I love deep winter with its dark crisp mornings and icy star-filled nights. To some, winter means heading south to warmer climes. But that’s not for me, I’m a Midwest girl. I live in anticipation of snowfall armed with the trifecta of protection against the storm – that requisite milk, bread, and eggs.
When I was a girl, winter meant snowball fights, tobogganing, and school closed for snow days. As a teen it meant snowmobiling and skiing. Nowadays winter means slipping into the baggy comfortable clothes and thick floppy socks you wouldn’t be caught dead wearing outside the house. Winter means pots of soup simmering on the stove. It's a time for assembling jigsaw puzzles on the kitchen table with my husband and anyone who stops for a visit.
Snowfall at night always summons that perfect sleep. Come morning, I'm often filled with an aching wonder at how anything could be as lovely as two-hundred year old bur oaks surrounded by an undisturbed blanketing of snow. There are as many shades of blue to snow as there are shades of green in the spring. The artist in me can’t wait.
I just love the shorter days and longer nights of winter. I'm an early riser whose circadian rhythm is fine-tuned from years of living in the country. Since the clocks turned back an hour, I feel like I've actually gained more time in my day. What writer doesn't like that? My bedroom window faces east so my days begin when the first sliver of daylight wakes me. I write on my laptop at the kitchen table where a large window treats me to a half day of ascending sunlight at my back. The living room bay window and backdoor window give me the rest as afternoon inches toward evening. My dogs follow these warm winter sunbeams on the floor like canine sundials. At night, no urban lights disturb the starry sky around my home. When I turn off the lights at night, it’s dark out here.
Soon we'll face that shortest day of the year with the least amount of daylight -- the winter solstice. The very next day, a new cycle begins in the wheel of the year. Each day gets a little longer until the equinox and shortly after, the summer solstice gives us the longest day of the year. Then we do it all over again. It was so important to know when days would lengthen again, this celestial event was observed and revered around the world, and ways to measure it cut or placed in stone. Complicated stone tunnels
and specifically placed boulders of the like found in Stone Henge and Newgrange became prehistoric astronomical observatories to help keep track. Shafts of solstice sunlight beamed down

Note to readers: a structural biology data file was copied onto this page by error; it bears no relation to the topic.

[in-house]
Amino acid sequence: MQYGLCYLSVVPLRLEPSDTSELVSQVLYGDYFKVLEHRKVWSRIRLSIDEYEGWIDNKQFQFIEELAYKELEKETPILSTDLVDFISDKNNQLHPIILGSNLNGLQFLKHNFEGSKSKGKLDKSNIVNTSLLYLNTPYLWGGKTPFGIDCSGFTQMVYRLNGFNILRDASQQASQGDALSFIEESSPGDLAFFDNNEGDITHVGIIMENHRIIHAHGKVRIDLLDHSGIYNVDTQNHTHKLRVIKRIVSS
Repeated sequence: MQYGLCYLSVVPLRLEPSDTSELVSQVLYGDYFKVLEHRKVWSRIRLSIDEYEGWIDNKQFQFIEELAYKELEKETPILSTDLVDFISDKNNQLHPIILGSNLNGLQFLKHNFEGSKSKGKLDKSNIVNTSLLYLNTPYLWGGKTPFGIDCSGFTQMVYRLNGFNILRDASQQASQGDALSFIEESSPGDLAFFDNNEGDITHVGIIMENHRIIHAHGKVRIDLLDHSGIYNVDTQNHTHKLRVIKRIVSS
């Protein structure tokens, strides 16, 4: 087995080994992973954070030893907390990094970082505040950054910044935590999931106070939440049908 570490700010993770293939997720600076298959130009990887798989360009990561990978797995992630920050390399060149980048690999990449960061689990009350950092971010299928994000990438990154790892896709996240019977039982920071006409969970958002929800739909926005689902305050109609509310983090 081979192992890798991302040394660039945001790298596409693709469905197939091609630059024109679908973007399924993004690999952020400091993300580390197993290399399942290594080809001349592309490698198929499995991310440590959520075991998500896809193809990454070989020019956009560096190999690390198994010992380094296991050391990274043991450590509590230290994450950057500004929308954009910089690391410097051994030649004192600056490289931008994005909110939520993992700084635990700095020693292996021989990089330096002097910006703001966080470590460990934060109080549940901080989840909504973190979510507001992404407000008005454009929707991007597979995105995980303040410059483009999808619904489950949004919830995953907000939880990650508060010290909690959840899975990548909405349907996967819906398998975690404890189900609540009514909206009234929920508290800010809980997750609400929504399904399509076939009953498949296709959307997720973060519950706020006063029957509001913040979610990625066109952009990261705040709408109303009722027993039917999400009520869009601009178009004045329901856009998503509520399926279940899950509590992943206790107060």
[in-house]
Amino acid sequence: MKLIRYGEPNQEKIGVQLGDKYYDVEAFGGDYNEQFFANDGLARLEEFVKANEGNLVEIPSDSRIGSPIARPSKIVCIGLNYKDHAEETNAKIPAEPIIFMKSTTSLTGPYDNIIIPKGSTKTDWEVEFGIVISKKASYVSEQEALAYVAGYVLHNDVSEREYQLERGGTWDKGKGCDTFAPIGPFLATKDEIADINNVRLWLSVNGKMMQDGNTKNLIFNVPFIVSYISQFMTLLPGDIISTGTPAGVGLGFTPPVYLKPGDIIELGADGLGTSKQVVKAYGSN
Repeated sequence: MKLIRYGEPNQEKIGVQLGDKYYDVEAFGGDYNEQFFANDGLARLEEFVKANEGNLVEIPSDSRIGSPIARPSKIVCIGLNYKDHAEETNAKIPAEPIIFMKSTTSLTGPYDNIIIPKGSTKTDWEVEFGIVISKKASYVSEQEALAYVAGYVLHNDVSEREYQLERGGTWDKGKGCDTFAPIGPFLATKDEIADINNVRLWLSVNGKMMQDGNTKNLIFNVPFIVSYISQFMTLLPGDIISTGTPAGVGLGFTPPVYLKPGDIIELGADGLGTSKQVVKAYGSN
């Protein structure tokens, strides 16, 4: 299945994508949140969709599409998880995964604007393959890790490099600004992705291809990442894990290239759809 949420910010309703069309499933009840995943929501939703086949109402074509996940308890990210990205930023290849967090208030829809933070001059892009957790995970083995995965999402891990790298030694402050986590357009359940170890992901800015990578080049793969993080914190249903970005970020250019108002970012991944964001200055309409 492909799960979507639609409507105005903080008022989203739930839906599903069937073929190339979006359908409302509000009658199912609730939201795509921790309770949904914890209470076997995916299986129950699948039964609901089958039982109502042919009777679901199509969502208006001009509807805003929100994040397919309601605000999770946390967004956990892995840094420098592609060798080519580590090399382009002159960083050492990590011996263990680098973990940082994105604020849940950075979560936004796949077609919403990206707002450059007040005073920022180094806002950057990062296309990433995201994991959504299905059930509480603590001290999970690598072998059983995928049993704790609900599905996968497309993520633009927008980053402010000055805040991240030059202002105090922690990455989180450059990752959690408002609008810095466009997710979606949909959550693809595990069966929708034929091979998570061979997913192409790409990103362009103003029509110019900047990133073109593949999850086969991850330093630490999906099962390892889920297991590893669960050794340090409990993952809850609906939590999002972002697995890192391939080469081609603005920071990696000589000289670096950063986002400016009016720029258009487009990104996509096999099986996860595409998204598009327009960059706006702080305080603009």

passages and rose between precisely placed
megaliths with perfect timing. Tied to the sun
and the growing season as we are, just knowing the sun's full shining face
will warm the earth again is reason to celebrate. The solstice was long considered a time of great symbolism and divine power. How
could it not be when it's as regular as clockwork?
The solstice is certainly a day to feel grateful.
live because of the sun. For many cultures, this is the time to celebrate with family and friends and share the spirit of giving. I once read how the Romans celebrated Saturnalia, the festival of light, with parties that lasted thirty days and culminated on the winter solstice. What an excellent idea! I too have reasons to rejoice. This year my husband and I are doing something different for the winter solstice – a twelve-hour drumming event. My drumming friends and family will join us either by stopping by for a time, or drumming the entire twelve hours with us non-stop. If that doesn’t bring the sun back, I don’t know what will. ;)
But until the sun's return and the first greening of spring, I’ll enjoy the silent beauty of the first snowfall and make my pots of soup, work my puzzles, and watch my dogs sprawl in the sunbeams on the floor. By the time I’ve surely had enough of winter, the seed catalogs will come in the mail and herald the thaw. Timing is everything.
Do you have any special solstice plans?
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multi-published, award-winning author and dilettante who loves great conversation and
learning interesting things to weave into stories. She lives with her
family and small menagerie amid oak groves and prairie in
the rolling glacial hills of the upper mid-west.
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